Deputies conducted a welfare check on Tuesday, five days after Williams allegedly left, and found an 8-year-old boy and a 6-year-old girl alone in the apartment, the complaint stated. The apartment was in "complete disarray," with trash and food strewn about and a "very potent smell of urine," the complaint stated.

The children reportedly told police that their mother left them on April 4 "to go on vacation on a cruise and they did not know when she would return," the complaint stated.

It did not appear that any adults had been supervising the children since then, according to the complaint. Williams allegedly used a video camera to watch and talk to the children during that time, and the boy had a phone he was using to text her, according to the complaint.

"These children were definitely left unattended for many days and put in serious harm's way," Keegan Childers, the chief prosecutor of the 209th District Court, told Houston ABC station KTRK.

A Child Protective Services agent responded to the scene to ensure the children were in good health and they were released into the custody of their aunt, according to the complaint.

Deputies tried contacting Williams to have her respond to the scene "but she was not cooperating and was switching up her story on her whereabouts," the complaint stated.

Williams was arrested on Thursday and is scheduled to appear in court on Monday, online court records show. The records do not list any attorney information for her.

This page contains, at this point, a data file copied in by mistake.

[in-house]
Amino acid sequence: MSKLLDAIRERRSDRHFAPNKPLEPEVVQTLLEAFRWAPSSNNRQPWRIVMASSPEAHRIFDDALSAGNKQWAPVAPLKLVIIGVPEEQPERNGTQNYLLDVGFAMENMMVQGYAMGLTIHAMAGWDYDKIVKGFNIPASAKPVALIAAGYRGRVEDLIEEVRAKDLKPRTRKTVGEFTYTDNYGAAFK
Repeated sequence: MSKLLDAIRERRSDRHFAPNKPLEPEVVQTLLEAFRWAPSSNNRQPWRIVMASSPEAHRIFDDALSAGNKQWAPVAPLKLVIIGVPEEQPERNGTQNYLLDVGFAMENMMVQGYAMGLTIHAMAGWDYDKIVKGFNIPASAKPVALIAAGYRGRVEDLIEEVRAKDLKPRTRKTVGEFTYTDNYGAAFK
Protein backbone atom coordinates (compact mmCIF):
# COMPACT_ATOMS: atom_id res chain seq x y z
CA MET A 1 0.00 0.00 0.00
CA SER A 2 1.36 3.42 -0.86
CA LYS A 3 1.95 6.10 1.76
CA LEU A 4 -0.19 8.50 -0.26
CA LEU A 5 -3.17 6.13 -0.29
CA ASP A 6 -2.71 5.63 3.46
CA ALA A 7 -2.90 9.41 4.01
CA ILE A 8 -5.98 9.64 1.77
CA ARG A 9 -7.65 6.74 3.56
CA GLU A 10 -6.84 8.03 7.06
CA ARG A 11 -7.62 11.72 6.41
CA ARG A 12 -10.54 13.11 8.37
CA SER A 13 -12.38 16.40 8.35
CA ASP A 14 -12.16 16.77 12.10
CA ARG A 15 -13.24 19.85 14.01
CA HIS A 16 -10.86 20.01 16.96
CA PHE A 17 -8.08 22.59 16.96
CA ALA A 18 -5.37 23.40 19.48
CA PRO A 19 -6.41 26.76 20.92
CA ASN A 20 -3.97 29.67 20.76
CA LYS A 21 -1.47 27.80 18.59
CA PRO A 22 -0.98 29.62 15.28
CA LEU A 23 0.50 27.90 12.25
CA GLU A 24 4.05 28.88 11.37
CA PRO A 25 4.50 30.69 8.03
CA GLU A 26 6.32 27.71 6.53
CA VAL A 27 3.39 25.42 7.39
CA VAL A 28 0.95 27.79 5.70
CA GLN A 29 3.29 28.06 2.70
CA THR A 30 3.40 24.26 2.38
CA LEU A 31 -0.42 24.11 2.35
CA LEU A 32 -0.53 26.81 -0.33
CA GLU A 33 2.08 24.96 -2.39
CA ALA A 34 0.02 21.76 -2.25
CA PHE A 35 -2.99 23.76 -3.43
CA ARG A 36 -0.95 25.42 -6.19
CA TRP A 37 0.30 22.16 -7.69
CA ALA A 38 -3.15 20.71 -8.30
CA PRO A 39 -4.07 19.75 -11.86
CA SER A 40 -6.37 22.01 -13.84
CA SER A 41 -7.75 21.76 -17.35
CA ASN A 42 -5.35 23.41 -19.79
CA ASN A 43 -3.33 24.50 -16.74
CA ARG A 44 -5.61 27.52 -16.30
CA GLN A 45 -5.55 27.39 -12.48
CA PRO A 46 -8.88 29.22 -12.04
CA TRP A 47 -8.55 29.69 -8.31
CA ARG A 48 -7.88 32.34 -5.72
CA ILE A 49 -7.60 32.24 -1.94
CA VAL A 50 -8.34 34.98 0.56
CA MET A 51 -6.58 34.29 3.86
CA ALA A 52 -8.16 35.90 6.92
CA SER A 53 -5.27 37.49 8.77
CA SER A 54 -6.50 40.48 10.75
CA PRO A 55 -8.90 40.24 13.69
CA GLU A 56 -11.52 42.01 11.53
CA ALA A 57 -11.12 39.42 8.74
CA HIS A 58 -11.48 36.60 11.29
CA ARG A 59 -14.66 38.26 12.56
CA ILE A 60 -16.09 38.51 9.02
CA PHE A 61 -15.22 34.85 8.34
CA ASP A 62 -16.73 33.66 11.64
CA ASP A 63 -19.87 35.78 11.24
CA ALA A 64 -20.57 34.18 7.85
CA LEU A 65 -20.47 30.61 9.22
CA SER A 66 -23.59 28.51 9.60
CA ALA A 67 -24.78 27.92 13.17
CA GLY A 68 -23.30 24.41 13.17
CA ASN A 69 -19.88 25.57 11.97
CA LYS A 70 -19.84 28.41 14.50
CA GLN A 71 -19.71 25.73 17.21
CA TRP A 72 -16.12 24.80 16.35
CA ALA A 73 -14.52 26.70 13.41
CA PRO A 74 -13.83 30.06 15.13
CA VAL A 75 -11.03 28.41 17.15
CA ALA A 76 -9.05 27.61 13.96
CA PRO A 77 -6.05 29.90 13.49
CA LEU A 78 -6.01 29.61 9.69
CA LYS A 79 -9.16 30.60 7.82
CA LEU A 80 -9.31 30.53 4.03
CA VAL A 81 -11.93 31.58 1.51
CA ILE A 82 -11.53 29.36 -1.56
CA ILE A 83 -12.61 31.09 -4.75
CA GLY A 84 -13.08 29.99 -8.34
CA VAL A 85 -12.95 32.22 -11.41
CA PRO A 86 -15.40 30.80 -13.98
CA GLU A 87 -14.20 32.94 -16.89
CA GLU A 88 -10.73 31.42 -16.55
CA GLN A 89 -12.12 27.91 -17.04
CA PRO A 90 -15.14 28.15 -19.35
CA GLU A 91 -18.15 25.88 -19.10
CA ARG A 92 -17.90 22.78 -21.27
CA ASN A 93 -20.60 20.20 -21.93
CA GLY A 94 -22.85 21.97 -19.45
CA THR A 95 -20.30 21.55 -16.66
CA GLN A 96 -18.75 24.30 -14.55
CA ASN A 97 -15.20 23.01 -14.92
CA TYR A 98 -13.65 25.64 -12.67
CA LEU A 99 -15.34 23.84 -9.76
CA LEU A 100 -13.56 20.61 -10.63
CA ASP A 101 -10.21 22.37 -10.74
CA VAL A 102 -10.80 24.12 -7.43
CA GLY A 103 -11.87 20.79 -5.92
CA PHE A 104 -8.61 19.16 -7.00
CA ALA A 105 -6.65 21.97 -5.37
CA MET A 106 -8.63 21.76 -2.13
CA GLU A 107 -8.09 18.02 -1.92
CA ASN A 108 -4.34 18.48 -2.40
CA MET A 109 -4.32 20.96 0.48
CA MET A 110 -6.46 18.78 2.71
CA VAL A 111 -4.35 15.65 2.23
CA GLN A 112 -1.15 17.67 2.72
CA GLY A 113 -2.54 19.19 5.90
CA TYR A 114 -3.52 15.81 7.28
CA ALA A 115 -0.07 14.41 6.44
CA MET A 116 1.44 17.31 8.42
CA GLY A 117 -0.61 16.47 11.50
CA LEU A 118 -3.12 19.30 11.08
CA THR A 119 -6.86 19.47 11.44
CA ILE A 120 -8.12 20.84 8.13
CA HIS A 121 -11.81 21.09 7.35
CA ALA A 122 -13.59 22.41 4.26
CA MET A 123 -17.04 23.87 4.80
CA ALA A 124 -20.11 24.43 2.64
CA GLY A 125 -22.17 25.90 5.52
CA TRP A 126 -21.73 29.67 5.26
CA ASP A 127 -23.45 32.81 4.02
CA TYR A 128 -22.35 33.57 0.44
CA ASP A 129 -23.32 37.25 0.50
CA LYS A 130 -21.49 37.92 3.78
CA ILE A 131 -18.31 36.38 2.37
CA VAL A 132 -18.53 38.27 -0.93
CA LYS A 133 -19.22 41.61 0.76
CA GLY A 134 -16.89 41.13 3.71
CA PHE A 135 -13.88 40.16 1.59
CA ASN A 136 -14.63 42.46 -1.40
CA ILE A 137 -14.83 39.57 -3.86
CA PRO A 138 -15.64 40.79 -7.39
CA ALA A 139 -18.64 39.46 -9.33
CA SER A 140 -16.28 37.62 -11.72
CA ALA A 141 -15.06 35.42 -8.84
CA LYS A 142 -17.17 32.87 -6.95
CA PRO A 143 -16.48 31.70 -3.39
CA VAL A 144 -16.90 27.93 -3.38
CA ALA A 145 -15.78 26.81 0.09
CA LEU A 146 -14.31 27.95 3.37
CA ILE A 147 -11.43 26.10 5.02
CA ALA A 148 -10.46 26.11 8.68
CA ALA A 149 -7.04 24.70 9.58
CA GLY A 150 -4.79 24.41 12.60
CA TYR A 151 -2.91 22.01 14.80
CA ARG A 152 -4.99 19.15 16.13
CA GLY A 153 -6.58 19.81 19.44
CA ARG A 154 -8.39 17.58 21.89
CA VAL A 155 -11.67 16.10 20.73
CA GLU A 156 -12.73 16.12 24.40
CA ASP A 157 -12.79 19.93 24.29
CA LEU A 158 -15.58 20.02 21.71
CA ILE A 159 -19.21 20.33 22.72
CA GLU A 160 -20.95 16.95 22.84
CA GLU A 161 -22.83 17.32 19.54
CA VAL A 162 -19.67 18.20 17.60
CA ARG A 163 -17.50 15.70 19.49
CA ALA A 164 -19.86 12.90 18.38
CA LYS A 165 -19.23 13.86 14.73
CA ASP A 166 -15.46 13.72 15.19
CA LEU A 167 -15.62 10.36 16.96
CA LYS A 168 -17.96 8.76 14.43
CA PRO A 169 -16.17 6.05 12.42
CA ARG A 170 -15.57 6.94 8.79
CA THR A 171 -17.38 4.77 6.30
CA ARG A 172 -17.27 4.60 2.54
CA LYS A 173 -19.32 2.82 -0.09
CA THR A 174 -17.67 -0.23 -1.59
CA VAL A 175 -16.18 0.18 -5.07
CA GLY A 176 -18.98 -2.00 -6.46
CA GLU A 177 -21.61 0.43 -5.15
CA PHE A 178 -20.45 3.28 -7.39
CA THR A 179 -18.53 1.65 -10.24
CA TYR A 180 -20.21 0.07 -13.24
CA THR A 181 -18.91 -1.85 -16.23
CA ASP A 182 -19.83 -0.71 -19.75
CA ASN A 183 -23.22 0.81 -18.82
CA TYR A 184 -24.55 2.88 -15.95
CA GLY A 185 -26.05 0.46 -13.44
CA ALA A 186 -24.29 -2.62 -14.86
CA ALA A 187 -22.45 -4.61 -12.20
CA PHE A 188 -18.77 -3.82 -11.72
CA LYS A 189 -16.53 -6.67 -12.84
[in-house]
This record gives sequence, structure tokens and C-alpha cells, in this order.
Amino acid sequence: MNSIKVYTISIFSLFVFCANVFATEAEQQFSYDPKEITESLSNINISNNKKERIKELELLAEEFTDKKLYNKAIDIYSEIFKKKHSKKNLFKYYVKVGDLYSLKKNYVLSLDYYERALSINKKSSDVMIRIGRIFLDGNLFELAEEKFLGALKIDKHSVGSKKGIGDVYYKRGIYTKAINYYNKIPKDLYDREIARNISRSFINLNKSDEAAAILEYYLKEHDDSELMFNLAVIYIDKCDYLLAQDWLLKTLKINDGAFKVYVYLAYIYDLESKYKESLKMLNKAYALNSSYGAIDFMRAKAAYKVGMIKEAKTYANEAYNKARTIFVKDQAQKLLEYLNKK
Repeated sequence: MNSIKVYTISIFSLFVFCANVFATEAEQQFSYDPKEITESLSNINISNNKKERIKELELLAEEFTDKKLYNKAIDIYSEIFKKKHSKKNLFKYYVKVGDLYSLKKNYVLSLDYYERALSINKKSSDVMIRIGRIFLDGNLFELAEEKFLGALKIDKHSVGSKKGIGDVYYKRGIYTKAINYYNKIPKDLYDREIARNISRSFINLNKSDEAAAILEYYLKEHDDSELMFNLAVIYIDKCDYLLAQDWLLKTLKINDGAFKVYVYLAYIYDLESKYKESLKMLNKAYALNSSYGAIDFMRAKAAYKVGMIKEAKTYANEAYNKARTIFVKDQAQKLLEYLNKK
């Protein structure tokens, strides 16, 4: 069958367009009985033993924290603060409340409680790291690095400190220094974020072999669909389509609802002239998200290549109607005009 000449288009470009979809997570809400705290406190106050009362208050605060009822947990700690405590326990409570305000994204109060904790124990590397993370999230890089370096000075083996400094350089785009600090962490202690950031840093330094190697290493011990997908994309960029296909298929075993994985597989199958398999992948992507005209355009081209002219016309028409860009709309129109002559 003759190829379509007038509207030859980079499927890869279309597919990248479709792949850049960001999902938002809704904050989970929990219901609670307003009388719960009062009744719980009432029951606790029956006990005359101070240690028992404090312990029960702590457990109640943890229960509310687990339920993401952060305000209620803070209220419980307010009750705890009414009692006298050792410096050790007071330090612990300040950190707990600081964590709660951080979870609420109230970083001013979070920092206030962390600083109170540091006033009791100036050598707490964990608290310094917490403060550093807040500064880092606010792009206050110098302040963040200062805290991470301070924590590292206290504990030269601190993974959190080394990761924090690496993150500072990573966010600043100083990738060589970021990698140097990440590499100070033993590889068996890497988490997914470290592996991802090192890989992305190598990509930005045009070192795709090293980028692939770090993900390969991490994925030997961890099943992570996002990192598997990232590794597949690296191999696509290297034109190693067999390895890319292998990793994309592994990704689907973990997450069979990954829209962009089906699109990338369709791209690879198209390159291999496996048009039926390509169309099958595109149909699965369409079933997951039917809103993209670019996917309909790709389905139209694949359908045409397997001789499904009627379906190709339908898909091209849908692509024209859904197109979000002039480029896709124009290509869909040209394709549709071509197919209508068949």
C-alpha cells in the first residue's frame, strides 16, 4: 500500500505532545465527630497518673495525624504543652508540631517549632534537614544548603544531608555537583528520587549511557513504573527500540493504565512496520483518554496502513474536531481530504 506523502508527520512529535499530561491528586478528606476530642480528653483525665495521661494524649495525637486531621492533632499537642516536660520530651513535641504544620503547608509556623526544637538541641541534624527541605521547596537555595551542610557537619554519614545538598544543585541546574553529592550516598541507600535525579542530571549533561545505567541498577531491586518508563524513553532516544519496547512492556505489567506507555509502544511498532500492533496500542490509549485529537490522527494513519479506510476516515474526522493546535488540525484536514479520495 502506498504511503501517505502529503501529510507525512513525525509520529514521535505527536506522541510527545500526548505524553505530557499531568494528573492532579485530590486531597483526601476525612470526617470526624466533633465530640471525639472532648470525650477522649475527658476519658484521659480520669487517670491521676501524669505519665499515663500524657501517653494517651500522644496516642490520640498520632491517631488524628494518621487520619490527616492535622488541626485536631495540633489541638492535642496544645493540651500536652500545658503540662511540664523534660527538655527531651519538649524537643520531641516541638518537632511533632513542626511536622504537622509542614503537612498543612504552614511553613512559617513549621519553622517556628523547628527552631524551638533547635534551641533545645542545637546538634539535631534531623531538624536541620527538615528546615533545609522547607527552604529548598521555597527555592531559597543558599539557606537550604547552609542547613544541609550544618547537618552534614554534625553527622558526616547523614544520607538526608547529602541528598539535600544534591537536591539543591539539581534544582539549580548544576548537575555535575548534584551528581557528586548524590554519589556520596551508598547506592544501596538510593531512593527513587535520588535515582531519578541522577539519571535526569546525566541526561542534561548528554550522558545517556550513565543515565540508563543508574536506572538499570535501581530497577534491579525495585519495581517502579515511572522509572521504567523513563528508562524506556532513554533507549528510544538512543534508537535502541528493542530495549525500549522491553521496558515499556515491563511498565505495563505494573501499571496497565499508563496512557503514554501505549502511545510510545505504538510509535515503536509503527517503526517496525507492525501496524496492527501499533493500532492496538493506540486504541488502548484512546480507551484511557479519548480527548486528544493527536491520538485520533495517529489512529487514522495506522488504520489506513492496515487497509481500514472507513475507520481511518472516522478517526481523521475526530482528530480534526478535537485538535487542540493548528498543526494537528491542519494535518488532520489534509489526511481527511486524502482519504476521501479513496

ABC News was unable to reach the aunt for comment. She declined to comment to KTRK.

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How 2 teenagers plotted their best friend's murder

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(MORGANTOWN, W.Va.) -- When 16-year-old Skylar Neese went missing from her West Virginia home after midnight on July 6, 2012, two of her best friends took to social media to express their fears and hopes that Skylar could be alive.

But months later, investigators would find out that Rachel Shoaf and Shelia Eddy were hiding a sinister, deadly plot behind their posts and were ultimately responsible for Neese's death.

"We asked Rachel, 'Why did you guys kill Skylar?' And her only answer to that was, 'We just didn't like her,'" State Police Cpl. Ronnie Gaskins told "20/20."

An all-new "20/20" episode airing Friday, April 12, at 9 p.m. and streaming on Hulu the next day explores the case with fresh insight from investigators, a group of journalists who profiled the murder in a new podcast "Three," and others.

The three high school sophomores, who lived near Morgantown, West Virginia, used to be inseparable, according to Neese's parents.

Neese and the two other girls had their ups and downs; around the time of Neese's disappearance, the three had been feuding, according to investigators.

In the days leading up to her death, Neese's Twitter account showed that something had gone awry.

On July 4, 2012, two days before she was murdered, Neese tweeted, "It really doesn't take much to p--- me off," and, "Sick of being at f------ home. Thanks 'friends,' love hanging out with you all too."